They seem like rather compelling reasons to me. I should have taken a picture of the inside of the microwave... that was interesting. (Note the presence of cleaning spray upon the counter. Also worth noting, that it doesn't get much use.)


from Alexander Pope's "An Essay on Man,"

of which...

Placed on this isthmus of a middle state,

A being darkly wise and rudely great:

With too much knowledge for the Sceptic side,

With too much weakness for the Stoic's pride,

He hangs between, in doubt to act or rest;

In doubt to deem himself a God or Beast;

In doubt his mind or body to prefer;

Born but to die, and reas'ning but to err;

Alike in ignorance, his reason such,

Whether he thinks too little or too much;

Chaos of thought and passion, all confused;

Still by himself abused or disabused;

Created half to rise, and half to fall:

Great lord of all things, yet a prey to all;

Sole judge of truth, in endless error hurl'd;

The glory, jest, and riddle of the world!


"No Jesus, no mother, and no chloroform, either."

What is with the ahistorical writing of the post-WWI generation? They synthesize all the violence of their experience into a narrative without ever actually naming the source of the tension. This is the case in Hemingway, Fitzgerald, and now Jean Rhys. (Not "now," really. but I did just read her.)

The Post-WWII generation was not so dismissive. Not to say that the previous generation was dismissive, but they were struck somewhat silent about the specifics. Shock. Is that the kind of shock that Walter Benjamin was talking about? I did not understand that bit. Post WWII, they were shocked, but there seemed to be two responding alternatives. One, the reversion to a narrative of fallen enemy vs. victorious righteous ones. Not necessarily a simplification of the experience, but a making-palatable. Two, the testimony of horror. In this case, they were not stricken silent, but rather compelled to give some kind of witness. Weisel and Levi are examples of this.

Not that I'm studying post-WWII literature. Back to Marx, girl. Back to Lukacs and Adorno.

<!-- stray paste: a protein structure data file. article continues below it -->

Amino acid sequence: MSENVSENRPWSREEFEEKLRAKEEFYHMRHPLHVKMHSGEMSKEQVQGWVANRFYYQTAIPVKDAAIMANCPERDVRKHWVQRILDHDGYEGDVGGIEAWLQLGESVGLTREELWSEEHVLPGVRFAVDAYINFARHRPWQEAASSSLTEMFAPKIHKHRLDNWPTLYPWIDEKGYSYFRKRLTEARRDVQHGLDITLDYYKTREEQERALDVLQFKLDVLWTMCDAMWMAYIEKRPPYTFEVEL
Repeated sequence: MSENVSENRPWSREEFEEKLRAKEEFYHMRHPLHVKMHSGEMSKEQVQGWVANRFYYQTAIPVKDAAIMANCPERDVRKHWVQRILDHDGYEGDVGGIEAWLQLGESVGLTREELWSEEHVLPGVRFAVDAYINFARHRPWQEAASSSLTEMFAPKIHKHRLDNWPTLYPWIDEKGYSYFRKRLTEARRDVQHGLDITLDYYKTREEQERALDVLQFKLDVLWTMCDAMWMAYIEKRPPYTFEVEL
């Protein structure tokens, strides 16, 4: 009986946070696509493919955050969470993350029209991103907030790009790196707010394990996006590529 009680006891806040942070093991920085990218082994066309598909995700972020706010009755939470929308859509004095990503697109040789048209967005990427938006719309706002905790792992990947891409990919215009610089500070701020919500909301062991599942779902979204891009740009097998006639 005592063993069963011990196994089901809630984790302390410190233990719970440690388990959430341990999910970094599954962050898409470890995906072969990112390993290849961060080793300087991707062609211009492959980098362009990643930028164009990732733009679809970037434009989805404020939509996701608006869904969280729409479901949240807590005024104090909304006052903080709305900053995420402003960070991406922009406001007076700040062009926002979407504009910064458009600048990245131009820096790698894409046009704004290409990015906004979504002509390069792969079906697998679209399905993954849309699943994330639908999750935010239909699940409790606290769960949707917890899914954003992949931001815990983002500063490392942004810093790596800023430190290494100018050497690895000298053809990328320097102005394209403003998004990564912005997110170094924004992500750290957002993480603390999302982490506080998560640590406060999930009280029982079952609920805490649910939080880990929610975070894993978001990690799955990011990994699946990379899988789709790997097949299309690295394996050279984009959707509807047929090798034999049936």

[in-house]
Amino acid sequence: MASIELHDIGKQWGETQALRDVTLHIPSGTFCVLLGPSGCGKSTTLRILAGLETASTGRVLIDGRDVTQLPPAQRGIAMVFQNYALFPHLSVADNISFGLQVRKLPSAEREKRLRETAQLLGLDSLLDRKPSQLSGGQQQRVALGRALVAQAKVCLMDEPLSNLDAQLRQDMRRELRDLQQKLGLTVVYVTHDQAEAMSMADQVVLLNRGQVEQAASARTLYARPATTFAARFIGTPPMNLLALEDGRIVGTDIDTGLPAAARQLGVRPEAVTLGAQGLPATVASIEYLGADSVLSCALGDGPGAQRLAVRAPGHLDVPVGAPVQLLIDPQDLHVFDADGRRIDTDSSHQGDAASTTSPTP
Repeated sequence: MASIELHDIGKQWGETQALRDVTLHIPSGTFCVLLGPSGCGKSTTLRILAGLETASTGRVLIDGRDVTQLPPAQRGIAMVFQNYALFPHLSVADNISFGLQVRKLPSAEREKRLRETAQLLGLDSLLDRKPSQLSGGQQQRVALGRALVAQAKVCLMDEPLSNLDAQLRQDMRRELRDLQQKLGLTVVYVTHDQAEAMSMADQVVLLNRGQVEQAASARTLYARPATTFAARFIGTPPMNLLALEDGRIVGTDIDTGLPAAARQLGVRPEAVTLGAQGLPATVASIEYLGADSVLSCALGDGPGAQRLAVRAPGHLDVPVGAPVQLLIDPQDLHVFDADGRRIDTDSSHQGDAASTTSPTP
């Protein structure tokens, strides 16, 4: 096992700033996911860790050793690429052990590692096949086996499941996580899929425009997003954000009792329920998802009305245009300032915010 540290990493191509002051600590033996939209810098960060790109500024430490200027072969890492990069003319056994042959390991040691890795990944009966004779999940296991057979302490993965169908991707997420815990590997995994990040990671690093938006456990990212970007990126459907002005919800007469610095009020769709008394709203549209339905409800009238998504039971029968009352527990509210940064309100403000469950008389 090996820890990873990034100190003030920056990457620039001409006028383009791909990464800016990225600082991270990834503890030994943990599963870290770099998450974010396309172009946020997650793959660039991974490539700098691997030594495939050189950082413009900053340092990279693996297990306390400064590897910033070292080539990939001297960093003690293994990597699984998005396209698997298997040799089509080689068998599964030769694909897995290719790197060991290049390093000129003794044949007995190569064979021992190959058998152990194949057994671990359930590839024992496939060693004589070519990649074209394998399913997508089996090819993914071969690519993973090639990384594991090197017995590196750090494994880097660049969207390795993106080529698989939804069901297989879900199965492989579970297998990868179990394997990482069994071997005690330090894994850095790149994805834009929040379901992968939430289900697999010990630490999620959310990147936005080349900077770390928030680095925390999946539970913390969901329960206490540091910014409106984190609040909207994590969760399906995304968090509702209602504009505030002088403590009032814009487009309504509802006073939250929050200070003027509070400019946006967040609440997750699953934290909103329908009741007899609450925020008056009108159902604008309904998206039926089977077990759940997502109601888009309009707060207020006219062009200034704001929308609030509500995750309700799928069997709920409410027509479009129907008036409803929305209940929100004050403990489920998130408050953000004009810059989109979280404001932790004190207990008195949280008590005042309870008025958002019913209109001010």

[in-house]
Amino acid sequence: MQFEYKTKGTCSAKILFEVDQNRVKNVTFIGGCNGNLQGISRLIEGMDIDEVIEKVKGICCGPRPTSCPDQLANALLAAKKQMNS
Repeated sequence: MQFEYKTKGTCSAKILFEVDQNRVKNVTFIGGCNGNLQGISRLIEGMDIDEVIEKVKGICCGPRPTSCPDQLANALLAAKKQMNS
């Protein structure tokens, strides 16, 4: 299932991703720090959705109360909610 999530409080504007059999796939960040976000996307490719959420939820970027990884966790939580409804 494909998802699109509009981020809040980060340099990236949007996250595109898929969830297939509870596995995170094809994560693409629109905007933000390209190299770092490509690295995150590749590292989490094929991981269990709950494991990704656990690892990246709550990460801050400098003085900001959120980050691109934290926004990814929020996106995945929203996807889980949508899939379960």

Here are my thoughts on this one. Marx, or at least the Marxist theorists and critics that I have read so far, seem to be depicting a secular religion or faith narrative that ignores the absence or existence of God (which is why they don't call themselves a faith, and why they don't refer to their theories and philosophies as theology). However, it is a very clear faith narrative, and a Judeo-Christian one at that. We have fallen humanity, constantly and perpetually regressing into a reified state of objectification, consumerism, destructive-'progressive' capitalism, etc. As (apparently) Habermas implies, it is not so much a recent problem--the result of Lockian property notions gone Ameriworld--as it is an inherent human flaw (like... sinful nature?). After a certain time, we have our prophets, or singular prophet, who declares this problem to the world and calls for transformation. Something like Scripture, a Moses-Isaiah-one calling out in the desert, prepare the way for the... revolution. This, of course, would be Marx. One might compare all of his disciples to the Christian New Testament writers, noting, of course, the absence of Christ in the Marxian formula. This does not mean, however, that there is an absence of Messiah. Check out Walter Benjamin. He's full of messianic notions. And more than that, in Benjamin we have the iconographers. For the Marxist aesthetic is surrealism (according to the afformentioned Ben), representing all the complicated notions of object, image, meaning, and more. It is interesting to note that Benjamin himself had quite a thing for Paul Klee's Angelus Novus. A meditative fascination with the divine being in image. But back to the Messiah. It is not Walter alone who has this notion of a hoped-for future. The whole crew of Marxists everywhere speak of this hope for transformation through revolution. The revolution takes different forms; the transformation has different causes, but the hope is the same. (Granted, it is also, as far as I can tell, rather ill-defined. For a godless notion of the Coming Kingdom must be wary of hoping for anything in particular, lest that particular be only another broken product of the broken system.)